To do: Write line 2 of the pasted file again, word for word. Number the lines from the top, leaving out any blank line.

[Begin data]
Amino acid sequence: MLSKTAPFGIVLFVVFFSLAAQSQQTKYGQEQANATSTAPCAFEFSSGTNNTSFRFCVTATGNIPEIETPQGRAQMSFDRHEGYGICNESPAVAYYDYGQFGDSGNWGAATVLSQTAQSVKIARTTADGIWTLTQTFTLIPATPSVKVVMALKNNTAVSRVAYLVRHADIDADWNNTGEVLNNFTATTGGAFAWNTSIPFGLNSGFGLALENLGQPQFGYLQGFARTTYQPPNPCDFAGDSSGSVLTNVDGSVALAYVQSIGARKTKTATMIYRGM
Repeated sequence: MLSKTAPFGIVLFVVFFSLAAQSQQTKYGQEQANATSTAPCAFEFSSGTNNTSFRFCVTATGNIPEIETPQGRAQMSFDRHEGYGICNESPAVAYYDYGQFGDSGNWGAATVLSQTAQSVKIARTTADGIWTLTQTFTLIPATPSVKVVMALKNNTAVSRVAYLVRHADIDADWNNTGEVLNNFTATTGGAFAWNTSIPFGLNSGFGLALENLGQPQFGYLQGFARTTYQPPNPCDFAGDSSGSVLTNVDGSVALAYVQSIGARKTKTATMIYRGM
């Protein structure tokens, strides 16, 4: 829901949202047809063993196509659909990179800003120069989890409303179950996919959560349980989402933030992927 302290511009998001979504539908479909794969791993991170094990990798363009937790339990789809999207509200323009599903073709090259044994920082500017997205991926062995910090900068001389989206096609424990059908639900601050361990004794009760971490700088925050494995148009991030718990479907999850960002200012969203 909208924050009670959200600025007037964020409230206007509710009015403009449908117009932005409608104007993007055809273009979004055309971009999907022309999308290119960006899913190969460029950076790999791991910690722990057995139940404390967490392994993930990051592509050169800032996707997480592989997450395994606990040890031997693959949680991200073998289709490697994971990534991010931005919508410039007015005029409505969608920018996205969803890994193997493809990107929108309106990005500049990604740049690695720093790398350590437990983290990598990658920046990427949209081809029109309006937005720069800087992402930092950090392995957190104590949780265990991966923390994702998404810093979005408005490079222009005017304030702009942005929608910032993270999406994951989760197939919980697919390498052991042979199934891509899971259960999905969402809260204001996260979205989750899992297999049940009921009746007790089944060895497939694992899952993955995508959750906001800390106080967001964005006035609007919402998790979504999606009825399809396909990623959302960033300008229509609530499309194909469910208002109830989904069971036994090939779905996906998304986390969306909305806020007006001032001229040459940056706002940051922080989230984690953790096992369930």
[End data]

Repeated sequence: MLSKTAPFGIVLFVVFFSLAAQSQQTKYGQEQANATSTAPCAFEFSSGTNNTSFRFCVTATGNIPEIETPQGRAQMSFDRHEGYGICNESPAVAYYDYGQFGDSGNWGAATVLSQTAQSVKIARTTADGIWTLTQTFTLIPATPSVKVVMALKNNTAVSRVAYLVRHADIDADWNNTGEVLNNFTATTGGAFAWNTSIPFGLNSGFGLALENLGQPQFGYLQGFARTTYQPPNPCDFAGDSSGSVLTNVDGSVALAYVQSIGARKTKTATMIYRGM